This aerial sculpture — 100 feet of neon tubing looming overhead — now hangs in the Museo Novecento in Milan, Italy. Giant windows entice you to look out onto the famous Duomo, yet, your eyes are drawn to Fontana’s Structure in Neon for the 9th Milan Triennial at the Palazzo dell’Arte, Milan 1951 titled after the place where it was originally installed. Fontana’s light art combined what he referred to as ‘spacial concept” and “spacial environment.”
Among James Turrell’s pieces is this installation at the Guggenheim Museum in New York, where Turrell used shape and light to immerse the visitor in purple. Turrell demonstrated here that light doesn’t have to be static or displayed on a wall — he shows that light can merely be part of an experience.
In this piece, Jenny Holzer makes a statement about power by using light on words from declassified U.S. government documents. Her piece was displayed in the Whitney Museum, but Holzer’s work has exhibited in many places, including Times Square.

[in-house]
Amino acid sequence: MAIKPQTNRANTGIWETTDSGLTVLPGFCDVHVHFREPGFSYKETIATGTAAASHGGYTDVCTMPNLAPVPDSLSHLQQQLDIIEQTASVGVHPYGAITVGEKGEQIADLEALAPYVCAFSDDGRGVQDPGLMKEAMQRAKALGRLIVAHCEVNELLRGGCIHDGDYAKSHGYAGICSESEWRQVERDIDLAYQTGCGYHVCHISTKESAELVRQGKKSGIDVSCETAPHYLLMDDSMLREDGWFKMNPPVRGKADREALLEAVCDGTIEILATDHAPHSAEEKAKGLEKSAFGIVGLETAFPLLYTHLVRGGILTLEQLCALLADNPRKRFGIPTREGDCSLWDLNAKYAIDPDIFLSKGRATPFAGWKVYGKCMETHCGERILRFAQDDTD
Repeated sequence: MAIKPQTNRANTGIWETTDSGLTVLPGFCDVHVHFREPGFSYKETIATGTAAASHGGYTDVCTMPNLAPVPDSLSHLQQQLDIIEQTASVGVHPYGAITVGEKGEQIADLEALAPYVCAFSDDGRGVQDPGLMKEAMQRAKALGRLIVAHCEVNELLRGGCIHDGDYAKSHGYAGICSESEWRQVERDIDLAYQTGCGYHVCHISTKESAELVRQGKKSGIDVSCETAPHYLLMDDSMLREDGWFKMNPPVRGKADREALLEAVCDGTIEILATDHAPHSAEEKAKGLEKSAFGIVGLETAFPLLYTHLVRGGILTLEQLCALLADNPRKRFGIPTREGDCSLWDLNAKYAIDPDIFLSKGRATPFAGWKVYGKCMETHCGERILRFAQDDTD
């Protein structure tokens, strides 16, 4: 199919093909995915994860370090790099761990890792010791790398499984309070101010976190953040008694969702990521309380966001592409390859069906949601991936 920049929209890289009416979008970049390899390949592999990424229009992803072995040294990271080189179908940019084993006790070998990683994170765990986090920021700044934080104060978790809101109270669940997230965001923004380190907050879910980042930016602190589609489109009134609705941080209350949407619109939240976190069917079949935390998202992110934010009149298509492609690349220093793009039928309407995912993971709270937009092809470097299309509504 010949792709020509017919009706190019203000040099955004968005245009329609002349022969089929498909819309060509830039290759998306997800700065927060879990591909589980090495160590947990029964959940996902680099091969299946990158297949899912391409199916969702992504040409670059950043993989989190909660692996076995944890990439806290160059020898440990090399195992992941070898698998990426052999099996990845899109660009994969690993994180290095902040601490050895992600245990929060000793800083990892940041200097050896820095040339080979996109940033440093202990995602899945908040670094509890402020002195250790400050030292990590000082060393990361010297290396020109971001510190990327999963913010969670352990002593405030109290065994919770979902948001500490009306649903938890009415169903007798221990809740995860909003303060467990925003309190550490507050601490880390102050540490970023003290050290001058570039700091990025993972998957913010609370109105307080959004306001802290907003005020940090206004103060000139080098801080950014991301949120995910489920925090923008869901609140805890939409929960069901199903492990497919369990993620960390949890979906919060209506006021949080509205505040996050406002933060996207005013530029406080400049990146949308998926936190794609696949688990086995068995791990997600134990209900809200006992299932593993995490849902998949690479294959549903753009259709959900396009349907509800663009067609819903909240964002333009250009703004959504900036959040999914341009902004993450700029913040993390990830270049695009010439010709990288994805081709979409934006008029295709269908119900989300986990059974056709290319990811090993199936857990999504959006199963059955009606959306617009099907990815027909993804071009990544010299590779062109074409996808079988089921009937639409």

Gunda Foerster strays from post-minimalistic light, evoking a sense of awe and alienation. This piece, shown in Berlin, is called TUNNEL. Fluorescent yellow bulbs light and surround the hallway, emphasizing color, neon and unnatural light.
By spelling words with light, Ben Rubin made a mark on the light art scene. With a multimedia background, Rubin used vacuum-fluorescent bulbs to display text from a chat room in real time. By using dark and light from within a specialized light bulb, he created a unique piece.
Jim Campbell created this piece, titled Scattered Light, in 2010, showcasing passersby. With a hanging set of 2,000 LED lights, Campbell engineered the piece so that lights individually turn off as people walk by. From afar, the scene is almost spooky as you watch silhouettes glide past lights.
Using lights, robotics, LED screens and film projections, Rafael Lozano-Hemmer alters how people interact within a space. Featured here is his piece Pulse Room, where hanging incandescent light bulbs flash at the same rate as a visitor’s heartbeat when they hold on an interface placed inside the room. Light can alter one’s mood. When tied to a heartbeat, light can leave the visitor with a stronger sense of awareness.